Athrixia phylicoides, also called Bush tea (Eng.) Boesmanstee (Afr.), Icholocholo, itshelo, umthsanelo (isiZulu), with its soft dark green foliage and purple daisy-like flowers is a popular garden plant with health benefits and is indigenous to southern and central Africa.
Mostly wild-harvested, some small commercial plantings have been established as test sites in the KwaZulu-Natal, Mpumalanga and Limpopo provinces in South Africa. The shrub grows wild in the eastern parts of South Africa and is found in rocky and sloping habitats from grassland to forests. Best propagated from cuttings, it is hardy and like full sun.
Traditional uses of Athrixia phylicoides include brewed as a tea (hence the name Bush tea), chewed for relief of sore throats by the Sotho and Xhosa people, while the Venda drank extracts of the roots and leaves to expel parasites. The stems, stripped of the leaves, are made into sturdy brooms. It was also used for cleansing and purifying the blood, treating headaches and as a gargle for throat infections and loss of voice. In some parts of Southern Africa it is believed to be an aphrodisiac.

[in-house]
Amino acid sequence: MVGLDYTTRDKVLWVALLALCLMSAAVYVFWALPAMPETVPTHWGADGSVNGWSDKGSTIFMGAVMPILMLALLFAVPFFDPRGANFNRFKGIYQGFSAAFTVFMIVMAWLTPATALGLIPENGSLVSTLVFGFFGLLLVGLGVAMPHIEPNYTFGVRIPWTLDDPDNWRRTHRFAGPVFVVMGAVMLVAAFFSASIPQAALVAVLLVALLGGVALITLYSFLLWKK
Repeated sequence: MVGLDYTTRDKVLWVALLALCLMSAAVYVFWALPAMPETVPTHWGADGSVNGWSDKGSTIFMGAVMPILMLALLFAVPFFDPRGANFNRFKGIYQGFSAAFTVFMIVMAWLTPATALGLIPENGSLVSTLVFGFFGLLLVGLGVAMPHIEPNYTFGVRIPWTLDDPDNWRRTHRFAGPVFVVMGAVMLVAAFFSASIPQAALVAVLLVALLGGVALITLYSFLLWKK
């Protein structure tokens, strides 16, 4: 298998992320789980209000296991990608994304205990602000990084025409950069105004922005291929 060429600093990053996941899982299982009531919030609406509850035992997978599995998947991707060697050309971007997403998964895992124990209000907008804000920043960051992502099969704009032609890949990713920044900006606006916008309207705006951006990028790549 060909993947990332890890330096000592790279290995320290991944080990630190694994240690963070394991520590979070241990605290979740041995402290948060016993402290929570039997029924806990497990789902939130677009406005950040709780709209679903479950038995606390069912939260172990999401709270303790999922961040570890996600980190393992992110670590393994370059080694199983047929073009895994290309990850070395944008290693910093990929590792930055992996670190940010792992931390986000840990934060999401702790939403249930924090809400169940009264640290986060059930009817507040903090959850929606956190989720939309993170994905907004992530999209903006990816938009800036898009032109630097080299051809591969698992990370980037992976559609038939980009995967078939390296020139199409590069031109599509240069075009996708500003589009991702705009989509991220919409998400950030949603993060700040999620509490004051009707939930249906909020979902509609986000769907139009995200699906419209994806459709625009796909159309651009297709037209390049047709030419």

There is little information available on the antibacterial and antifungal compounds present in Athrixia, although its traditional uses allude to possible antimicrobial efficacy. 2 It was also used to treat heart problems, diabetes, diarrhoea and for treatment of venereal diseases.
South African research indicates a relative low yield of an essential oil with a flavour profile of vanilla, caramel and honey. These aromas, however, are not intense enough for use of Athrixia in the perfume industry, but can have applications as a possible flavourant in foods and drinks. The leaves could have commercial value as a antioxidant-rich caffeine-free herbal tea.